This oil nation aims to colonize Mars
The UAE may not be the first country that comes to mind when one thinks of space exploration, but it has big plans to colonize mars, and it’s got the oil money to do it. The plan is already in the works, complete with a concept design for a mini city, to be built by robots.
Though space exploration usually conjures up visions of Russia and the U.S., the UAE has a long history of high-profile, futuristic technological developments, for everything from artificial islands to the world’s first rotating skyscraper and 3D printing.
This time, however, the Emiratis are in no rush: their project is called Mars 2117 and media have praised them for not being overambitious, unlike, some say, Elon Musk and NASA, with their plans to start sending people to Mars some time over the next few decades. As one author points out, neither SpaceX, nor NASA have the money needed to advance space transportation technology quickly enough.
The Emiratis, however, are starting slow, from square one. According to a press release from the government of Dubai, the initial stage of the project will focus on developing the skills and expertise necessary to move forward. This stage will in effect involve a change in the educational system of the emirate, to enable future generations to sprout the engineers who will take the project further.
In a poetic summary, the emirate’s ruler, Sheikh Mohamed bin Zayed, said that “The new project is a seed that we plant today, and we expect future generations to reap the benefits, driven by its passion to learn to unveil a new knowledge.”
One cannot help but appreciate the sober, rational approach, devoid of the urge for quick results. It is this approach that has the biggest chance of success, after all, and we – or rather our descendents – may see the Emirati-international team in a nose-to-nose race with SpaceX because, to be fair, Elon Musk has not set a tight deadline for SpaceX’s manned mission to Mars. It could take place in 40 to 100 years.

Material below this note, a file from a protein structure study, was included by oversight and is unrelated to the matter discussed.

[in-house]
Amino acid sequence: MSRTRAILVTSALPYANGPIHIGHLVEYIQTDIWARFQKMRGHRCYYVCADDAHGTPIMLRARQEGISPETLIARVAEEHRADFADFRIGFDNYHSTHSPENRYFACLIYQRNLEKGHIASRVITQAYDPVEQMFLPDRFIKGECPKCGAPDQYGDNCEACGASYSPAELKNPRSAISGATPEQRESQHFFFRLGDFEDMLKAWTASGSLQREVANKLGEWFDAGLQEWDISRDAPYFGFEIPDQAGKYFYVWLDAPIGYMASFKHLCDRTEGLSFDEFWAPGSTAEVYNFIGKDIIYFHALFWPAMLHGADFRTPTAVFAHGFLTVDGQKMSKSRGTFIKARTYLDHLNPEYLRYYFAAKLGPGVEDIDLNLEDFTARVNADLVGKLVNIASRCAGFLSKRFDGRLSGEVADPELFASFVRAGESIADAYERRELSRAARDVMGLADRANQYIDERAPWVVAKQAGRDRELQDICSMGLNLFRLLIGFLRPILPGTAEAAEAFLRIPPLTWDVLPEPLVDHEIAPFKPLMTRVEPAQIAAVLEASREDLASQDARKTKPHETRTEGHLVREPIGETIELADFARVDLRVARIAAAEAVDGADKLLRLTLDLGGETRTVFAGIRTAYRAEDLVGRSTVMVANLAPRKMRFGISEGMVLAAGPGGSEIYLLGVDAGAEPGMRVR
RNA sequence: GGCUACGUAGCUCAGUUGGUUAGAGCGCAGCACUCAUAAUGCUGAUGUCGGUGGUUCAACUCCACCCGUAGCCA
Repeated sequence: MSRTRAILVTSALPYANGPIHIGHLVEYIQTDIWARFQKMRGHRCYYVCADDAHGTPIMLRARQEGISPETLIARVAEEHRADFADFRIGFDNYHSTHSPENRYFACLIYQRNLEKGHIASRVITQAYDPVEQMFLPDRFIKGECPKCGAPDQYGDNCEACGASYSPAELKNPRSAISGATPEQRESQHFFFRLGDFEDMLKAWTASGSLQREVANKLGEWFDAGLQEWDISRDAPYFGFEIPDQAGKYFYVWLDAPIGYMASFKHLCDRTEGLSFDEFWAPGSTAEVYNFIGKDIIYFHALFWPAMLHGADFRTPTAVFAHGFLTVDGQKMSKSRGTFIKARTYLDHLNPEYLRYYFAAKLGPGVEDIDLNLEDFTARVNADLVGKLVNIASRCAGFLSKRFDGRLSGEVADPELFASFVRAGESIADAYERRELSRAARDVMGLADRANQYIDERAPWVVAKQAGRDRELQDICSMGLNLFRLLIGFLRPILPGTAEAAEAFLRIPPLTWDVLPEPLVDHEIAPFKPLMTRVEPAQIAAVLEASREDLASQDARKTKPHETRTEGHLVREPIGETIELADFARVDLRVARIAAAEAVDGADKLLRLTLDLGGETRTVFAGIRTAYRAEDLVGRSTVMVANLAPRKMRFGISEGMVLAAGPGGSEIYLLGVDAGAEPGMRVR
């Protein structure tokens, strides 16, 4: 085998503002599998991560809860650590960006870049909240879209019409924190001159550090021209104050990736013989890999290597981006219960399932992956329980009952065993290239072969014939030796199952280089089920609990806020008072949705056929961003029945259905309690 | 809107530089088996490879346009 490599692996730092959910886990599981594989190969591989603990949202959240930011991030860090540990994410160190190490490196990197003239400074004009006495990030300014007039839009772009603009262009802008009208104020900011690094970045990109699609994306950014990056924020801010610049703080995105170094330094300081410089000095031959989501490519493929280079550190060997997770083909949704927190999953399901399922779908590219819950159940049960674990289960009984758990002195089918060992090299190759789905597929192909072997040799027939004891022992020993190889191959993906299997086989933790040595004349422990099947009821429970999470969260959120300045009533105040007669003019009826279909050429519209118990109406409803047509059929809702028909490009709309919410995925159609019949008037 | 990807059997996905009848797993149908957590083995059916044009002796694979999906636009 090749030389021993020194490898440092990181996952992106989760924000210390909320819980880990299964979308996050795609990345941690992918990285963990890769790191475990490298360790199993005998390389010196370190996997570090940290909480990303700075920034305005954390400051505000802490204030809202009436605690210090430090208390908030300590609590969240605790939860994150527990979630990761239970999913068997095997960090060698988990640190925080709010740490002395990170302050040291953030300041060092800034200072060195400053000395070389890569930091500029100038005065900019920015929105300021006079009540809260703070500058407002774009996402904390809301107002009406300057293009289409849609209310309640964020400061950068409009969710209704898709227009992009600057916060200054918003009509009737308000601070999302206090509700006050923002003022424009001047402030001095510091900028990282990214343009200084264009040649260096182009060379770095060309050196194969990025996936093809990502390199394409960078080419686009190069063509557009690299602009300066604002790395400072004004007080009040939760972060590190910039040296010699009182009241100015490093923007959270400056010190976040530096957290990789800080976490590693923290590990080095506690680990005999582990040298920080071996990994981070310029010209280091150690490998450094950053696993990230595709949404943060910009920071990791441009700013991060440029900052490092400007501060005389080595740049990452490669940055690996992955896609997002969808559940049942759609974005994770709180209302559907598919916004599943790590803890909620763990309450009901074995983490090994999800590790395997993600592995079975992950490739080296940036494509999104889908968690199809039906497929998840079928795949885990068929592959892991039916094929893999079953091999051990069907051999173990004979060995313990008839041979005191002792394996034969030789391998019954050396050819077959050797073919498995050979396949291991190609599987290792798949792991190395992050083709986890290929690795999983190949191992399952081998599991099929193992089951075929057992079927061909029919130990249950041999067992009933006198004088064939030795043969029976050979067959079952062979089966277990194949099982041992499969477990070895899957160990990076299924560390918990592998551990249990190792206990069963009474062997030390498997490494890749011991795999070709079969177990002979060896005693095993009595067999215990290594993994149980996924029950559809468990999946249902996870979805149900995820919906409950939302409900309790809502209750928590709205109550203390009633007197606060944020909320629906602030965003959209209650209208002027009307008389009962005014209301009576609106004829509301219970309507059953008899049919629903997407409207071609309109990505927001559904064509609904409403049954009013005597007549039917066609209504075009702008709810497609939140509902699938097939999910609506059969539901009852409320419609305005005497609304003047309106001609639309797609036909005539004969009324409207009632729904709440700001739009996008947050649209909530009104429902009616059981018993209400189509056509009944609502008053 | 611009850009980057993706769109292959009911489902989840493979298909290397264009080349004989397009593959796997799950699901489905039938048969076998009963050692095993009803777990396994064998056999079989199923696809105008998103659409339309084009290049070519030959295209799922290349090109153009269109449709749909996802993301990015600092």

So, the interesting question is: will the Emiratis team up with Musk to take people to Mars? It’s not unlikely, to say the least.
The UAE’s space agency was set up just three years ago and has yet to build sufficient expertise and experience to enable the education of those future engineers we mentioned. SpaceX, on the other hand, has been around for 13 years and is already sending rockets to space and getting them back, too. The company has scheduled its 10th commercial launch for tomorrow, to take supplies and science reports to the International Space Station.
It’s a perfect fit, really. SpaceX and Elon Musk have the expertise, the experience, and the skills, and Dubai has the money. Of course, just because they look like a perfect fit this doesn’t mean they will team up. And yet, on a speculative note, let’s recall that Musk last week opened a Tesla showroom in Dubai. That’s the first Tesla presence in the Middle East and many considered it an exceptionally bold move, given the Emirates’ oil focus.
The Emiratis, despite the oil price crash, still have a respectable stash in their sovereign wealth fund, the Investment Corporation of Dubai. The fund was worth US$175 billion three years ago, when it launched its international expansion strategy, and now, according to one author, it has reached US$500 billion. With that kind of money—and technological prowess—Mars seems feasible.
By Irina Slav for Oilprice.com